The Los Angeles Board of Police Commissioners cleared two officers who fired their guns at suspects — missing their targets both times — in separate shootings that occurred in April 2016, documents released Wednesday reveal.
The board voted 5-0 on Tuesday in both cases and agreed with the assessment of Chief Charlie Beck that the officers acted reasonably and within department policy when they fired their weapons at suspects.
According to Beck’s report on the first incident, Officer Irma Castillo and her partner were in plainclothes and driving an unmarked police vehicle when they stopped at a light near the corner of Slauson Avenue and Figueroa Street on April 29.
Castillo said she and her partner saw five men involved in a fight near a sidewalk and a suspect, later identified as Thomas Gray, standing on the passenger side of a vehicle while aiming a gun.
After parking their car, Castillo said she heard to or three shots fired and saw a victim reacting as if he had been hit by gunfire. Castillo said she then fired two shots at Gray, which the report estimated to be from a distance of 108 feet, but missed him.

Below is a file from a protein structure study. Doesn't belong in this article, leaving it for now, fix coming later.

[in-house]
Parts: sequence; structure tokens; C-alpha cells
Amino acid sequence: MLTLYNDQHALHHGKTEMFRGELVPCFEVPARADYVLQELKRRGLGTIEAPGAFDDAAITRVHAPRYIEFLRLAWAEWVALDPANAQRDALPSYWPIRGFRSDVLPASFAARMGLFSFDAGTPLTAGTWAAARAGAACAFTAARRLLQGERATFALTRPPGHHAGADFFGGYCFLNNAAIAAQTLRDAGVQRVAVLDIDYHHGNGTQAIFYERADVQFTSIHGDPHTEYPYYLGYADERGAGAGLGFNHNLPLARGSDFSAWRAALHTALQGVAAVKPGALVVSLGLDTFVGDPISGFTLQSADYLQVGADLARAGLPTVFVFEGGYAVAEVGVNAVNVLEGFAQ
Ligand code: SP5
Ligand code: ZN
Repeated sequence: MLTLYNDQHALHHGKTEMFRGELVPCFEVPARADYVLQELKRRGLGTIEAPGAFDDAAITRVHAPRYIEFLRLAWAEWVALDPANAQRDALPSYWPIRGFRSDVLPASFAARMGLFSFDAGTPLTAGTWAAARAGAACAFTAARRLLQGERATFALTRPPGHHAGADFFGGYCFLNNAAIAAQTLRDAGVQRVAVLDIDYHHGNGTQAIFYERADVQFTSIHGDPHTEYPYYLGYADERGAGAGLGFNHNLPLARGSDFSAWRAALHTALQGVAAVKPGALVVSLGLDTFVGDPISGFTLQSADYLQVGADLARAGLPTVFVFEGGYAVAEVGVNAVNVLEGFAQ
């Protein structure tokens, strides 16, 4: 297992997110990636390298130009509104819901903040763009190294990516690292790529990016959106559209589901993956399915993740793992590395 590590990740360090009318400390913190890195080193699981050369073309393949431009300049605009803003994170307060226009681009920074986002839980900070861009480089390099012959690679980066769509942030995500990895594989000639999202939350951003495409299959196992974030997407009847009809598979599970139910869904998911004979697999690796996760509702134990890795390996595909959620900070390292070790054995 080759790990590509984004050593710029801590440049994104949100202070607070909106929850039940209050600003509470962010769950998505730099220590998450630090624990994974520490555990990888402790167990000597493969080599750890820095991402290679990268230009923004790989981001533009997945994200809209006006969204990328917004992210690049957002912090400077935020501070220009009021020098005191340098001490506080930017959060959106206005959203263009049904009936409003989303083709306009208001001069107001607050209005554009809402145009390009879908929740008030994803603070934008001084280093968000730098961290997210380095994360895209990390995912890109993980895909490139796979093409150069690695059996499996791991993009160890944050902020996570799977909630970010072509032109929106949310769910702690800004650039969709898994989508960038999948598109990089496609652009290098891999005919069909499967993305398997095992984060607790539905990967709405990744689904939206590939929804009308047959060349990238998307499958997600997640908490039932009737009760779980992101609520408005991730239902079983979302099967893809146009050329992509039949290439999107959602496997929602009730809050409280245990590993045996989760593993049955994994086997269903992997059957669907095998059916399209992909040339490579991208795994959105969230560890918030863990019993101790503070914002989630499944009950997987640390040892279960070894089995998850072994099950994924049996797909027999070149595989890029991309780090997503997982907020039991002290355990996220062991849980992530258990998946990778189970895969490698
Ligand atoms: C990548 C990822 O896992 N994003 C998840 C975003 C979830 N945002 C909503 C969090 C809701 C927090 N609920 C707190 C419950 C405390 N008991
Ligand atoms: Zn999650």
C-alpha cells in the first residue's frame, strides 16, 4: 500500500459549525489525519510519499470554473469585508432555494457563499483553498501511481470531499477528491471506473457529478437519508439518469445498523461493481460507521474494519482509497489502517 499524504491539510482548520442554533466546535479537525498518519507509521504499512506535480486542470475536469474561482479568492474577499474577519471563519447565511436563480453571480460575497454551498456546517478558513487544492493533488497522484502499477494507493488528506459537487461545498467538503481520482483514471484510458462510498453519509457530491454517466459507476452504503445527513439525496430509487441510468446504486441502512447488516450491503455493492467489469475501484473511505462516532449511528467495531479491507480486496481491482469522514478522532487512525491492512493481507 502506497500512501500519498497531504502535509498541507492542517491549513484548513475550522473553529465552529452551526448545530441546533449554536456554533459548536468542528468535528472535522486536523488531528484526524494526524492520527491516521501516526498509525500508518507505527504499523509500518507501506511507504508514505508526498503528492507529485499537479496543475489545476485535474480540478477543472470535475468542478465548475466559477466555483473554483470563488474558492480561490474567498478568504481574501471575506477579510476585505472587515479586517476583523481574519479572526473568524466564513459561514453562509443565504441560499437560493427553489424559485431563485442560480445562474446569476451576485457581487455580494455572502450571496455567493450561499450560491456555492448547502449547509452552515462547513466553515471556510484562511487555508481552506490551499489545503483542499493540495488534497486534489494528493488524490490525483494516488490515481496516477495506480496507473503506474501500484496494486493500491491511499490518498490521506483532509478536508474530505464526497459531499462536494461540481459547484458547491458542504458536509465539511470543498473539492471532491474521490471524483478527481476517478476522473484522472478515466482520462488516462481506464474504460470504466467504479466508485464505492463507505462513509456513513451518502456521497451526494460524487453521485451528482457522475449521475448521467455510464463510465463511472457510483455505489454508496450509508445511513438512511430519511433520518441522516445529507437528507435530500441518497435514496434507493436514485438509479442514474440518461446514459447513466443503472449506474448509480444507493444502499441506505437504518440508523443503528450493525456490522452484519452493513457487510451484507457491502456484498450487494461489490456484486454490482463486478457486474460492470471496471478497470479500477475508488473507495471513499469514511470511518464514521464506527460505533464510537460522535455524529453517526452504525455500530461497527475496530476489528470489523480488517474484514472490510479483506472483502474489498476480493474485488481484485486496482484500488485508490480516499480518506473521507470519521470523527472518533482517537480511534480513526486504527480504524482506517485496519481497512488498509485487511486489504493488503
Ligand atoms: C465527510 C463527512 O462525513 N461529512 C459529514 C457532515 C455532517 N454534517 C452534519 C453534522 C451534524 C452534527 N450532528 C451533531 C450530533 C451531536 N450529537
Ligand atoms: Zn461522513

Gray first fled the scene in a car, but then exited and fled on foot once a police helicopter pursued him, according to the report. He was arrested in the area, as was another suspect in the shooting, Dwayne Seymore, and both have been charged with attempted murder, as the victim was struck in the leg and wounded.
The second shooting occurred on April 20 near Occidental Boulevard and Temple Street.
According to the report, Officer Daniel Rodriguez and his two partners were in uniform and driving a marked police cruiser when they observed a suspect, Alexis Ventura, riding a bicycle in the dark without a headlamp.
Ventura sped up and turned down an alley when he realized the officers were following him and did not obey their commands to stop, the report said.
After Ventura ditched his bike and ducked through a hole in a fence, Rodriguez peeked through the hole and said he saw Ventura reach for his waistband and draw what he believed to be a firearm.
Rodriguez said he drew his gun and fired once, missing Ventura, who was later apprehended in the area. Ventura did not have a weapon on him, and no weapon was recovered, but he did test positive for having gunshot residue on his hand, although none of the officers reported that he fired a weapon at them, according to Beck’s report.
— City News S
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